By Deidre Miller…
Cabbagetown and Strathbungo are both Victorian neighbourhoods that saw dark days in the mid-twentieth century. They were adopted by renovators, many of them creative professionals, in the 1970s and 1980s and were returned to their past glory. Now, they are civic-minded, mixed income communities in diverse areas, both around a half hour’s walk from a city centre and well connected to public transit. They’re the kind of medium-density, mixed use neighbourhoods that Jane Jacobs liked, with a higher population density than modern suburbs, but still built to a human scale.
For neighbourhoods on opposite sides of an ocean, Cabbagetown and Strathbungo have quite a bit in common. However, architecturally, they reflect their cities’ histories and the building traditions in their regions.
A Few Definitions
In Glasgow, a tenement is simply a three to six storey multi-residential building. A similar building in Toronto would be called a low-rise apartment building. What Brits call terraced houses (or just terraces) are usually called townhouses in Canada. A semi-detached house is often called a duplex in North America.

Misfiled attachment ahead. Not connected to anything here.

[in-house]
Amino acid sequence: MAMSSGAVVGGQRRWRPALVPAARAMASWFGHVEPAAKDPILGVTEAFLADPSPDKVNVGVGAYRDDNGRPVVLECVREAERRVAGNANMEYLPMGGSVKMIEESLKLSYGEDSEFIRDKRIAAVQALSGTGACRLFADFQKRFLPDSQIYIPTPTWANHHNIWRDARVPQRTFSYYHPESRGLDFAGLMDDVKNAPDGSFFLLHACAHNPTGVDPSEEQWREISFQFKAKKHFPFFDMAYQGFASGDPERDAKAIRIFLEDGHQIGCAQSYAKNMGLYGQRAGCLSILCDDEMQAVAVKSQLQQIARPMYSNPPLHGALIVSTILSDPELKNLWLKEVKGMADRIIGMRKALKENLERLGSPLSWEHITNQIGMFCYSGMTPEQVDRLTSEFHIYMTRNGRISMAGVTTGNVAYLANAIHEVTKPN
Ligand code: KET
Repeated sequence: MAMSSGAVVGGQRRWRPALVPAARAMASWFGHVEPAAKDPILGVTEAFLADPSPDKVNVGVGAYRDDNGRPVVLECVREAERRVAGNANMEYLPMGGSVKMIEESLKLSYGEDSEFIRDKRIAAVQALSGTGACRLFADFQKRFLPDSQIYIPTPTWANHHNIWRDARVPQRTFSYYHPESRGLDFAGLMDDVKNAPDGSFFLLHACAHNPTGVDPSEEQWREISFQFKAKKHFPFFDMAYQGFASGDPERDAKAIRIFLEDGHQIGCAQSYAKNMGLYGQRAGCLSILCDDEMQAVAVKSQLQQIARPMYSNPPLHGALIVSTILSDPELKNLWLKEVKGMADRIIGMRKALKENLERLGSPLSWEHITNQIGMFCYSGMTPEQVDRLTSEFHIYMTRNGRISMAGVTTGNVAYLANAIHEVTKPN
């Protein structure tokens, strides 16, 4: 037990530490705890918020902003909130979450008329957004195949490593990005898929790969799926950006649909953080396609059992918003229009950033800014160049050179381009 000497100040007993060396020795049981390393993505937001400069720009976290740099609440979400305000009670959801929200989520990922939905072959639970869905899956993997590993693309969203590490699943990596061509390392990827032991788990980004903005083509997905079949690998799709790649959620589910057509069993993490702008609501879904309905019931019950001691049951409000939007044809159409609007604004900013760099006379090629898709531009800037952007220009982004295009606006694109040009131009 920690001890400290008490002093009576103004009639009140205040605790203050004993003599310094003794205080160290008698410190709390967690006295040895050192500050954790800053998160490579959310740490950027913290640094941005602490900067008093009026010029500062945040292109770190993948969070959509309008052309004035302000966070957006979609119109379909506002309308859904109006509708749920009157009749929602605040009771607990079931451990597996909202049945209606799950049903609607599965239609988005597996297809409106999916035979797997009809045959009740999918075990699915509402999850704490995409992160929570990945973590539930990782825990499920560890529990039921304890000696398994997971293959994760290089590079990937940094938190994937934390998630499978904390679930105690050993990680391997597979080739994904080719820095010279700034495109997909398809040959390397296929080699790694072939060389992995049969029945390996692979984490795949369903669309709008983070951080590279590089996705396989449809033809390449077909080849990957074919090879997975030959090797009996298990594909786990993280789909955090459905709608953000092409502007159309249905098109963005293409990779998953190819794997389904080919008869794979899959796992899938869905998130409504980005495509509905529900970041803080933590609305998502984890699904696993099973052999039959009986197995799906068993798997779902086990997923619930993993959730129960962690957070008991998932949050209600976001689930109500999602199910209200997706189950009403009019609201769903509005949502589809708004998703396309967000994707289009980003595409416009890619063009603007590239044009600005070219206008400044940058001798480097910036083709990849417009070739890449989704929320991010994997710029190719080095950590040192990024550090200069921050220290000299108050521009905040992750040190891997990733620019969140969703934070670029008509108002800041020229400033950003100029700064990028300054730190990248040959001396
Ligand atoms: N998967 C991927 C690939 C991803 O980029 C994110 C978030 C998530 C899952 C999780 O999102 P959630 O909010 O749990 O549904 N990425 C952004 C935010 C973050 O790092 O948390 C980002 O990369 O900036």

Cabbagetown is a neighbourhood of detached and semi-detached houses and apartments built starting in the early 1800s and continuing through the very early twentieth century. Cabbagetown wasn’t rooted in the work of a famous architect or developed by only a few builders. Its architecture is vernacular, and it reflects the residential design trends in nineteenth century Toronto.